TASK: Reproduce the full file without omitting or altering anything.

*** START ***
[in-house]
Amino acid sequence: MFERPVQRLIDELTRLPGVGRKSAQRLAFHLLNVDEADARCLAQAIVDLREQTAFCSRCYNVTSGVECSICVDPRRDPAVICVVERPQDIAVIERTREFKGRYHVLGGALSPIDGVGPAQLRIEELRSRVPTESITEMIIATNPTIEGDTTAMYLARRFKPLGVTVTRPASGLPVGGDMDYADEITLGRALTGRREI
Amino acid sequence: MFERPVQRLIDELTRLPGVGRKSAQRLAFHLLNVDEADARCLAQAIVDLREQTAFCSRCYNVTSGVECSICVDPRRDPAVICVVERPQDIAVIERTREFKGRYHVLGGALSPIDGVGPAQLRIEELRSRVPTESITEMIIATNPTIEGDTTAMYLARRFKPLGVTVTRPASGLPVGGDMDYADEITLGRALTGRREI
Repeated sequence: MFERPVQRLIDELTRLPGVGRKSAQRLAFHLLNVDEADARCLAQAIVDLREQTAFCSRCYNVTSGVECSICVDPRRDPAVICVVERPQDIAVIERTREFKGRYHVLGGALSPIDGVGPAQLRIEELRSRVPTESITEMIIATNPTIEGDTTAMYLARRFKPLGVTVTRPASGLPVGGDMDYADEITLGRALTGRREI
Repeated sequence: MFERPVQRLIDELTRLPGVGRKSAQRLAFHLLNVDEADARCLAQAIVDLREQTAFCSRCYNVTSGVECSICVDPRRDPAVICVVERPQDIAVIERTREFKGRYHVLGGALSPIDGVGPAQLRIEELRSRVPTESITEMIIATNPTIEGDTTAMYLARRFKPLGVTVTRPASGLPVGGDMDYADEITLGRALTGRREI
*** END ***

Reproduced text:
[in-house]
Amino acid sequence: MFERPVQRLIDELTRLPGVGRKSAQRLAFHLLNVDEADARCLAQAIVDLREQTAFCSRCYNVTSGVECSICVDPRRDPAVICVVERPQDIAVIERTREFKGRYHVLGGALSPIDGVGPAQLRIEELRSRVPTESITEMIIATNPTIEGDTTAMYLARRFKPLGVTVTRPASGLPVGGDMDYADEITLGRALTGRREI
Amino acid sequence: MFERPVQRLIDELTRLPGVGRKSAQRLAFHLLNVDEADARCLAQAIVDLREQTAFCSRCYNVTSGVECSICVDPRRDPAVICVVERPQDIAVIERTREFKGRYHVLGGALSPIDGVGPAQLRIEELRSRVPTESITEMIIATNPTIEGDTTAMYLARRFKPLGVTVTRPASGLPVGGDMDYADEITLGRALTGRREI
Repeated sequence: MFERPVQRLIDELTRLPGVGRKSAQRLAFHLLNVDEADARCLAQAIVDLREQTAFCSRCYNVTSGVECSICVDPRRDPAVICVVERPQDIAVIERTREFKGRYHVLGGALSPIDGVGPAQLRIEELRSRVPTESITEMIIATNPTIEGDTTAMYLARRFKPLGVTVTRPASGLPVGGDMDYADEITLGRALTGRREI
Repeated sequence: MFERPVQRLIDELTRLPGVGRKSAQRLAFHLLNVDEADARCLAQAIVDLREQTAFCSRCYNVTSGVECSICVDPRRDPAVICVVERPQDIAVIERTREFKGRYHVLGGALSPIDGVGPAQLRIEELRSRVPTESITEMIIATNPTIEGDTTAMYLARRFKPLGVTVTRPASGLPVGGDMDYADEITLGRALTGRREI